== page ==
Peanut butter, jelly, and Wall St

I remember years ago watching a Wall St. analyst praise a corporate merger. The J.M. Smuckers Corporation had decided to buy the peanut butter brand Jif. This analyst was excited, expounding at length on national television as to why it made sense for the jelly company to add the peanut butter company to its portfolio. As I watched this display of certainty, I couldn't help but think "How much does this guy get paid?"

There are many people I know in the financial business with deeper insights than "the peanut butter and jelly go well together both in culinary and corporate forms." It's important to understand that when you trade a security, one of those individuals or a computer he or she programmed may be on the other side of the trade. The trade is a digital argument of sorts, and someone else is taking the other side of your argument.

This is not a comforting thought to me. As much as I gently critique the actions of the financial industry, I do not want to be on a level playing field against certain individuals. Many of them are extremely bright, they are driven, and like it or not, they are the competitor.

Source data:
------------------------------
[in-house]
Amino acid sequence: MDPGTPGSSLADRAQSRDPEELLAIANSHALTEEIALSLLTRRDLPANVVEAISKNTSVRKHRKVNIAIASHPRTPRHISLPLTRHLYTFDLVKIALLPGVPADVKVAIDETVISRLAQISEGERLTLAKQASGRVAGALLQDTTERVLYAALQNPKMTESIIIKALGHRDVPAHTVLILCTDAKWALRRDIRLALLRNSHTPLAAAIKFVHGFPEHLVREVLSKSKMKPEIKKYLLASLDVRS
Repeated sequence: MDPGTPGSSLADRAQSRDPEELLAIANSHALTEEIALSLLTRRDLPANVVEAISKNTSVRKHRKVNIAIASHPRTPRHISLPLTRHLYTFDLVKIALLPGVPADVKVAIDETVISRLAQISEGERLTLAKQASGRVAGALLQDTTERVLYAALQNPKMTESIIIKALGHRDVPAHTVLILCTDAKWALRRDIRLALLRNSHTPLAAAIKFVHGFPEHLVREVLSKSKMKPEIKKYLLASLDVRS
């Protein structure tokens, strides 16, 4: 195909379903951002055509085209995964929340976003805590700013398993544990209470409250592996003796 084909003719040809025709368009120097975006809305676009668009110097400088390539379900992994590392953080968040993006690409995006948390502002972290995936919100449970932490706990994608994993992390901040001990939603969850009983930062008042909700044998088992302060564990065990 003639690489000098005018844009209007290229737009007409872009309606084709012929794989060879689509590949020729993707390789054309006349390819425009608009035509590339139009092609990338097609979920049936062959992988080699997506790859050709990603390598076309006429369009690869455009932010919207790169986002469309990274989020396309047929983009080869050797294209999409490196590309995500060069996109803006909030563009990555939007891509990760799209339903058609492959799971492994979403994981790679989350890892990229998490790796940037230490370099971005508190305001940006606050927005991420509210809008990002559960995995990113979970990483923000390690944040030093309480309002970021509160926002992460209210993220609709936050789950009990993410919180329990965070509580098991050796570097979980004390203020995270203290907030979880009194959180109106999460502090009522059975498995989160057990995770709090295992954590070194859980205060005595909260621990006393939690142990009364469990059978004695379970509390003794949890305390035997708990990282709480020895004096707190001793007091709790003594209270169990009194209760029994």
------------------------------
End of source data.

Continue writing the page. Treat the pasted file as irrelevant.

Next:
Did you see how I worked in "level" playing field? It's not that I don't want to be on the field, I just want the field bending, in a downward-sloping, parabolic way, toward the goal I'm shooting on. Something resembling a funnel.

So that was the first step: designing an approach that used the characteristics of the competitors against them. For example:

1. When you are a highly paid Wall St fund manager, the societal elevator to the top may have reinforced the belief that you are the sharpest knife in the drawer. Yet there is a long history of financial markets obliterating investors with egos. Adopting an investment paradigm that removes ego from the process is step one.

2. The quarterly and yearly performance reporting periods to which Wall St subjects its employees are arbitrary. Generally they are too short, and they line up with calendar quarters, because that is how performance is reported. Consumers don't work or buy in calendar quarters though, and well-run businesses often plan in years.

3. Professional investors work for firms with profit mandates that are difficult to resist. Publicly traded investment firms have a voracious appetite for increasing profit, and it gets worse if the firm is run by managers who see their tenure as limited. Structures to minimize margins and profits are difficult to establish in a publicly held business.

Addressing these items structurally gives us an advantage over time. An investment field where we are running downhill is my kind of field.

Dan Cunningham

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